Dr Layal Hakim

Level:
Department: Department of Mathematics

As a PhD student in the Department of Mathematics, Layal received the following awards:

Women in Mathematics Day Best Poster Awarded by the London Mathematical Society - April 2014

Student Teacher of the Year Award Awarded by Brunel University Student-Led Teaching Awards - May 2014

Certificate of Merit for Best Student Paper Awarded by: The 2013 International Conference of Applied and Engineering Mathematics. For the paper: Integral Equations in Cohesive Zones Modelling of Fracture in History

Student Teacher of the Year Award  Awarded by Brunel University Student-Led Teaching Awards - April 2013

As an undergraduate Mathematics student at Brunel, Layal was also awarded:

Brunel University Prize for Best Student  - July 2010

The Trier Prize  Awarded annually at Brunel University to a female student from any discipline who has demonstrated outstanding ability in mathematics in her final year project - July 2010

Foster Prize Awarded by Department of Mathematics for outstanding mathematical ability - July 2010

The Institute of Mathematics and its Applications Prize for outstanding performance in the final year of a mathematics course - July 2010

I enrolled as an undergraduate student in September 2007. My experience as an undergraduate student at Brunel University has been memorable. When I started, I was worried about the difficulty of the course and I was worried about how many times I would get lost on campus. However, as the days went by, the level of worry decreased rapidly. I made many close friends along the way, with whom I spent a lot of time studying in the library, as well as doing extra-curricular activities. There were many days when I wished that my undergraduate degree was 4 or 5 years instead of 3 because I wanted the experience to last longer. Whilst I was in the third year of the undergraduate degree, my lecturers advised me to commence a PhD in Applied Mathematics. My final year project involves solving integral equations that model cracks propagating in materials and lead to rupture. While working on my project, my passion for mathematics and fracture mechanics strengthened. In October 2010, I enrolled as a PhD student in the Mathematics department under the supervision of Professor Sergey Mikhailov. My PhD project was about a non-linear history-dependent cohesive zone model, which models the crack growth in linear elastic and viscoelastic materials. A numerical algorithm for computing the evolution of the crack and cohesive zone in time was formulated and implemented. I completed my PhD in April 2014. Whilst I was a PhD student, I attended many conferences and symposiums. This was a great opportunity for me to meet people from around the world who research in the same field and to learn more about my own area of research. The Graduate School at Brunel organised many events for PhD students such as coffee mornings every Tuesday. By attending some of these events, I met PhD students from a range of departments. As a postgraduate student, I was also a graduate teaching assistant. I taught Level 1 and Level 2 seminars and lectures. This experience was very enjoyable and memorable. The Maths Cafe is held at Brunel University each spring to aid students in all the departments with their maths-related exams. Being an assistant in these sessions for 3 consecutive years gave me the opportunity to meet many people from different departments and has widened my teaching experience. In July 2014, I was appointed as a post-doctoral research associate at Imperial College. My time spent at the Department of Mathematics at Brunel University is unforgettable. I am very grateful for the immeasurable inspiration I have received from the academic staff in the department. Moreover, the administrative staff have always been very friendly and a pleasure to be around.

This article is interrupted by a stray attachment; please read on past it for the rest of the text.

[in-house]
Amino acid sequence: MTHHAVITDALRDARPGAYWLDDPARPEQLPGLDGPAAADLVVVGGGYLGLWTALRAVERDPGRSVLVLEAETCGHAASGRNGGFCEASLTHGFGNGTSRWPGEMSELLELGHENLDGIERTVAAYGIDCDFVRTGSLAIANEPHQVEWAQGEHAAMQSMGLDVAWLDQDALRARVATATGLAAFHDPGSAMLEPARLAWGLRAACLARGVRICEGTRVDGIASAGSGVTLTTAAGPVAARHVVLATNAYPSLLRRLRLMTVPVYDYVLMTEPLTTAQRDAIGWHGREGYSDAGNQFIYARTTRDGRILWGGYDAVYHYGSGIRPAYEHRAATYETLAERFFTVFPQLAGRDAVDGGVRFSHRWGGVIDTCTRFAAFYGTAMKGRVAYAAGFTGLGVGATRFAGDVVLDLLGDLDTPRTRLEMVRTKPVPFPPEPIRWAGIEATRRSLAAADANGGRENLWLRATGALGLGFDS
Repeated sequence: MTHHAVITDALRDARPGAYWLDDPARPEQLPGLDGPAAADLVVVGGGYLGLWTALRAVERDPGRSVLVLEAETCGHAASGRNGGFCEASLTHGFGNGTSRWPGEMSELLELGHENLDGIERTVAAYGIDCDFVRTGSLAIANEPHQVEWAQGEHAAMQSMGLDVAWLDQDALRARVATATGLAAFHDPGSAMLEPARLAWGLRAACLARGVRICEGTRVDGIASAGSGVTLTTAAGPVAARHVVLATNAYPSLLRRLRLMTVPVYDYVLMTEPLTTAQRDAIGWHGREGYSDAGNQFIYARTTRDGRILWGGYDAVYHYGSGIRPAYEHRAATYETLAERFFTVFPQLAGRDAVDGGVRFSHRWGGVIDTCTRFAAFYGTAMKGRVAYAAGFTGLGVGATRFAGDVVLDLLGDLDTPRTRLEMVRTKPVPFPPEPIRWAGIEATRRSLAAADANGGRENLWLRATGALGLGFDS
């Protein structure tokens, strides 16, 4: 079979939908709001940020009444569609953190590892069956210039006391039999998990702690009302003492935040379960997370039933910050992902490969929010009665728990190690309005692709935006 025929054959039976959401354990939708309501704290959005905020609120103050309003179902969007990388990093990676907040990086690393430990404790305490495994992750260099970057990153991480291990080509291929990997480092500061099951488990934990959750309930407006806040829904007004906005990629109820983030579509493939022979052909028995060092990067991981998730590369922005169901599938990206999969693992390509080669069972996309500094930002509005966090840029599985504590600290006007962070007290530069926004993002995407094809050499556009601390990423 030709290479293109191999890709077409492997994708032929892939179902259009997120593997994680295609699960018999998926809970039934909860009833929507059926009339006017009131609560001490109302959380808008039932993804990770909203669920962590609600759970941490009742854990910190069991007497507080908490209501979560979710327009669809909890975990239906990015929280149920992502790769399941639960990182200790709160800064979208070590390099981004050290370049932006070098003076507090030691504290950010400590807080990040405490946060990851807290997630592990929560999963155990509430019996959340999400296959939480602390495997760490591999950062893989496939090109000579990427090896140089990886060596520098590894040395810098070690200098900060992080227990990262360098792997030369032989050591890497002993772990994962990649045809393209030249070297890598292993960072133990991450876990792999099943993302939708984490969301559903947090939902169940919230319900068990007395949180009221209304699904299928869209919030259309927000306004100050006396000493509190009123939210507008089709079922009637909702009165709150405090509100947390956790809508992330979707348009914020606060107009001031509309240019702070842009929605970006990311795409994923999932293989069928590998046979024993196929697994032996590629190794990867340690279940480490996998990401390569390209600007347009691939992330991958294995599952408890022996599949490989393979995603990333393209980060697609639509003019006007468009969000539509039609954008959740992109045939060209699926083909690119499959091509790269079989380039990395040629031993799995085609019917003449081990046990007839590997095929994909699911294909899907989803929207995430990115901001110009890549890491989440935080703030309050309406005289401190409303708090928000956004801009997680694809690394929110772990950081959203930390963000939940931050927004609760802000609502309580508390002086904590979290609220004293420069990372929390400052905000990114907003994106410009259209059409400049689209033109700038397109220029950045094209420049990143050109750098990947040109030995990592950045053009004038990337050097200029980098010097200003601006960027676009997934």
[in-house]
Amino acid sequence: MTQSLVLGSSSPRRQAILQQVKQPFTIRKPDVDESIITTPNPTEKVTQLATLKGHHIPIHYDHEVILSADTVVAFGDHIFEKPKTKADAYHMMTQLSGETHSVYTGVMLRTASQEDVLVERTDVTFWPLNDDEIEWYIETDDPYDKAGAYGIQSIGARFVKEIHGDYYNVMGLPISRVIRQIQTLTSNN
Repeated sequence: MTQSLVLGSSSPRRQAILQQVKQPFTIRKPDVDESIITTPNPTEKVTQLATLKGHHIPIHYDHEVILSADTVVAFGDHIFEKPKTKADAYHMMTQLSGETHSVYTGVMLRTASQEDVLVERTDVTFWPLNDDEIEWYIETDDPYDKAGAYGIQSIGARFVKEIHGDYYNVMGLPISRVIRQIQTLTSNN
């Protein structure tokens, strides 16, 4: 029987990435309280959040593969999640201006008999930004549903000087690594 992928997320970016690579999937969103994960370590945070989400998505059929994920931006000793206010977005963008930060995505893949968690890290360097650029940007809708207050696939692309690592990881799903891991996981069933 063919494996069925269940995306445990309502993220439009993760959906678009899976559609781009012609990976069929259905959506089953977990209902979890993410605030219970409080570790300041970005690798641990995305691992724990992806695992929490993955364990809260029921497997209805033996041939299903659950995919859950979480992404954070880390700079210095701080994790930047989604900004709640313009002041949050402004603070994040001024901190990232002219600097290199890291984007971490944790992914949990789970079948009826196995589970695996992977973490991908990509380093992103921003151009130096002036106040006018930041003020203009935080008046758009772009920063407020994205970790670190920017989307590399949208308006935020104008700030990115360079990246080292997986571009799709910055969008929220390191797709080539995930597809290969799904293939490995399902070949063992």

Page last updated: Tuesday 21 October 2014